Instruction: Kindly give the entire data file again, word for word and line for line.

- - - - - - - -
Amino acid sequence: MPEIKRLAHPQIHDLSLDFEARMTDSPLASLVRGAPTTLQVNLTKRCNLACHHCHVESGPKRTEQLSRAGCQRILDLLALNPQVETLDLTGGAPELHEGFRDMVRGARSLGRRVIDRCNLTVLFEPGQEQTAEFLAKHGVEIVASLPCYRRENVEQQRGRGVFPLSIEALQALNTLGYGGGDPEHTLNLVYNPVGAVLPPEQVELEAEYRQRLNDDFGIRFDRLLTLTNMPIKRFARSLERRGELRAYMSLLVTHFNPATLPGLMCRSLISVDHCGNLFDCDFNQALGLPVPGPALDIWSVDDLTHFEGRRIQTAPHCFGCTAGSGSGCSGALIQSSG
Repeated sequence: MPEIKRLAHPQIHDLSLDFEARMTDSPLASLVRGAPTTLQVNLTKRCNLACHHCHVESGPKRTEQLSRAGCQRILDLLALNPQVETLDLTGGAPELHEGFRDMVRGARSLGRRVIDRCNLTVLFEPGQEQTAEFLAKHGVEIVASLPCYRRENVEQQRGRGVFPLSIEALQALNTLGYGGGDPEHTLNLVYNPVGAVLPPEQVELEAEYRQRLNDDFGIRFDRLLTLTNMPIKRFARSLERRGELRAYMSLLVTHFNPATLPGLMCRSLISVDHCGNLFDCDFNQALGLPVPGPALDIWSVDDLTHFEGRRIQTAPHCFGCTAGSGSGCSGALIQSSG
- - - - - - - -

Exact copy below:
Amino acid sequence: MPEIKRLAHPQIHDLSLDFEARMTDSPLASLVRGAPTTLQVNLTKRCNLACHHCHVESGPKRTEQLSRAGCQRILDLLALNPQVETLDLTGGAPELHEGFRDMVRGARSLGRRVIDRCNLTVLFEPGQEQTAEFLAKHGVEIVASLPCYRRENVEQQRGRGVFPLSIEALQALNTLGYGGGDPEHTLNLVYNPVGAVLPPEQVELEAEYRQRLNDDFGIRFDRLLTLTNMPIKRFARSLERRGELRAYMSLLVTHFNPATLPGLMCRSLISVDHCGNLFDCDFNQALGLPVPGPALDIWSVDDLTHFEGRRIQTAPHCFGCTAGSGSGCSGALIQSSG
Repeated sequence: MPEIKRLAHPQIHDLSLDFEARMTDSPLASLVRGAPTTLQVNLTKRCNLACHHCHVESGPKRTEQLSRAGCQRILDLLALNPQVETLDLTGGAPELHEGFRDMVRGARSLGRRVIDRCNLTVLFEPGQEQTAEFLAKHGVEIVASLPCYRRENVEQQRGRGVFPLSIEALQALNTLGYGGGDPEHTLNLVYNPVGAVLPPEQVELEAEYRQRLNDDFGIRFDRLLTLTNMPIKRFARSLERRGELRAYMSLLVTHFNPATLPGLMCRSLISVDHCGNLFDCDFNQALGLPVPGPALDIWSVDDLTHFEGRRIQTAPHCFGCTAGSGSGCSGALIQSSG